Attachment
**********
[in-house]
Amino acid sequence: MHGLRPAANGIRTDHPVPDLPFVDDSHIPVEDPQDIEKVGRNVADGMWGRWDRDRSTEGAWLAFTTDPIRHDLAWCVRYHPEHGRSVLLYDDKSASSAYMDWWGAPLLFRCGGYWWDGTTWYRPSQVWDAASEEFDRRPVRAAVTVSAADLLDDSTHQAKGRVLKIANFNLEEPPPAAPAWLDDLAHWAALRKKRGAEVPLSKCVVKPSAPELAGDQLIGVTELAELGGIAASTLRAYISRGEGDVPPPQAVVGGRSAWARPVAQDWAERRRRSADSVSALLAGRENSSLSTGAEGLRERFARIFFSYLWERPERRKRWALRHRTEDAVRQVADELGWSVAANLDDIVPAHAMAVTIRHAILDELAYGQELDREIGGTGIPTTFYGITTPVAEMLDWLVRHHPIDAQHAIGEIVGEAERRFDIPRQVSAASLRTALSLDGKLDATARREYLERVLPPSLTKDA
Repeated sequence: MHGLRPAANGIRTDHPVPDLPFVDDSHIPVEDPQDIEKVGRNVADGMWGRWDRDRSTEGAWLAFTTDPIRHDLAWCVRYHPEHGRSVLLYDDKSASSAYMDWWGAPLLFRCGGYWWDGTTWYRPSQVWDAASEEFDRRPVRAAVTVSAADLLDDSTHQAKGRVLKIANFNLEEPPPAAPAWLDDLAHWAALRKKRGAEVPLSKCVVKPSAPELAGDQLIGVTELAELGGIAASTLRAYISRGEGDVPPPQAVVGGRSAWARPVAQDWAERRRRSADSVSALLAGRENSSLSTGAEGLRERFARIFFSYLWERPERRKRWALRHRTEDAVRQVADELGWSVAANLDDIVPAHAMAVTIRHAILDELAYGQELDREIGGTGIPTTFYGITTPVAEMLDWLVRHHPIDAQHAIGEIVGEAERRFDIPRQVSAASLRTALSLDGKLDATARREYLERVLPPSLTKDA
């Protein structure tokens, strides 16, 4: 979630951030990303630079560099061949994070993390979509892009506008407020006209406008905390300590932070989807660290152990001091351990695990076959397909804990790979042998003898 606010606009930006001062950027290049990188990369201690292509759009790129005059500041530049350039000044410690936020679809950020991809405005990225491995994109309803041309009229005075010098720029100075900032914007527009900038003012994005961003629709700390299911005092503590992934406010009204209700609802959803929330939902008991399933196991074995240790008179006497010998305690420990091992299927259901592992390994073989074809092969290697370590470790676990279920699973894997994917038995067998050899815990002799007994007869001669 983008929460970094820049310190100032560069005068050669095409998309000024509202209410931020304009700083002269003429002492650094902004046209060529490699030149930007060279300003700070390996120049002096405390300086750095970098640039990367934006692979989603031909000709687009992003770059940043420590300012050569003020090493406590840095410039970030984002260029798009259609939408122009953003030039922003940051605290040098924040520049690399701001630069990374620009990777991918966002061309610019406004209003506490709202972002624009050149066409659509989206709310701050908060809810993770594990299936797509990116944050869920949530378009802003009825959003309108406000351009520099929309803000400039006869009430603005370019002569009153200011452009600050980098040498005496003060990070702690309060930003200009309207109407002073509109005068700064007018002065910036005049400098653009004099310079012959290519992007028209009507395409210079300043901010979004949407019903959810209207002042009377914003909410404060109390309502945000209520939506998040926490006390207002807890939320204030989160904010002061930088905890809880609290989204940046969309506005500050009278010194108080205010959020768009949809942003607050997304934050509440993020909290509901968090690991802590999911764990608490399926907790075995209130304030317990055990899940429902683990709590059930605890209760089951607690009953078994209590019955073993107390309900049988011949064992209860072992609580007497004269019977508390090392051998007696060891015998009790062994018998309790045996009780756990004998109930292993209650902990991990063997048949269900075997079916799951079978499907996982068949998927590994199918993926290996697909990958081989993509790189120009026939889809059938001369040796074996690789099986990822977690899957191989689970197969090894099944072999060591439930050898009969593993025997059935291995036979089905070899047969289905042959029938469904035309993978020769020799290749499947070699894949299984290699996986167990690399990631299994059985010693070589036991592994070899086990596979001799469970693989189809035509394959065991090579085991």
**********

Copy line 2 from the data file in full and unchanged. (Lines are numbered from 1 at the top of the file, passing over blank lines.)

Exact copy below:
Amino acid sequence: MHGLRPAANGIRTDHPVPDLPFVDDSHIPVEDPQDIEKVGRNVADGMWGRWDRDRSTEGAWLAFTTDPIRHDLAWCVRYHPEHGRSVLLYDDKSASSAYMDWWGAPLLFRCGGYWWDGTTWYRPSQVWDAASEEFDRRPVRAAVTVSAADLLDDSTHQAKGRVLKIANFNLEEPPPAAPAWLDDLAHWAALRKKRGAEVPLSKCVVKPSAPELAGDQLIGVTELAELGGIAASTLRAYISRGEGDVPPPQAVVGGRSAWARPVAQDWAERRRRSADSVSALLAGRENSSLSTGAEGLRERFARIFFSYLWERPERRKRWALRHRTEDAVRQVADELGWSVAANLDDIVPAHAMAVTIRHAILDELAYGQELDREIGGTGIPTTFYGITTPVAEMLDWLVRHHPIDAQHAIGEIVGEAERRFDIPRQVSAASLRTALSLDGKLDATARREYLERVLPPSLTKDA